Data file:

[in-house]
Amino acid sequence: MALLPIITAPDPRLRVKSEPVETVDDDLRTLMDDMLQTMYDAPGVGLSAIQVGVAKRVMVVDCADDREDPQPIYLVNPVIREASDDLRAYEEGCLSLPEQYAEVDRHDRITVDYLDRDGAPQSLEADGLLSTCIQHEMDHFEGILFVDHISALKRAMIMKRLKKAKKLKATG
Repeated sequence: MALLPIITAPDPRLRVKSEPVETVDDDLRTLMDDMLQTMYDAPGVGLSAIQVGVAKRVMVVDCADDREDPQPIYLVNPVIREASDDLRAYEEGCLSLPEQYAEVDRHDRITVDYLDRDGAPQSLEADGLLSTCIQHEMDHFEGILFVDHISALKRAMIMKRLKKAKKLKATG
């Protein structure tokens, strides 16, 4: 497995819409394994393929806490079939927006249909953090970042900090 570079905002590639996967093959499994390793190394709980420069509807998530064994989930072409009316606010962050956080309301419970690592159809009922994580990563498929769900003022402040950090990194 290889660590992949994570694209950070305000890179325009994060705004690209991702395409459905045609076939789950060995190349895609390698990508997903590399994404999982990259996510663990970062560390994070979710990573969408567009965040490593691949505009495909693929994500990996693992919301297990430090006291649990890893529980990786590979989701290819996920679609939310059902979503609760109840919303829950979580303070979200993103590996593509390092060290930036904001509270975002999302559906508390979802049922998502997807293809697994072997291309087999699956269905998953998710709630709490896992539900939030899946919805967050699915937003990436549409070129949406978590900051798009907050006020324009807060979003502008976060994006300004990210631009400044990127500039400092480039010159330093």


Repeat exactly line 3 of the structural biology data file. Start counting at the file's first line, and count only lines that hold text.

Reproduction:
Repeated sequence: MALLPIITAPDPRLRVKSEPVETVDDDLRTLMDDMLQTMYDAPGVGLSAIQVGVAKRVMVVDCADDREDPQPIYLVNPVIREASDDLRAYEEGCLSLPEQYAEVDRHDRITVDYLDRDGAPQSLEADGLLSTCIQHEMDHFEGILFVDHISALKRAMIMKRLKKAKKLKATG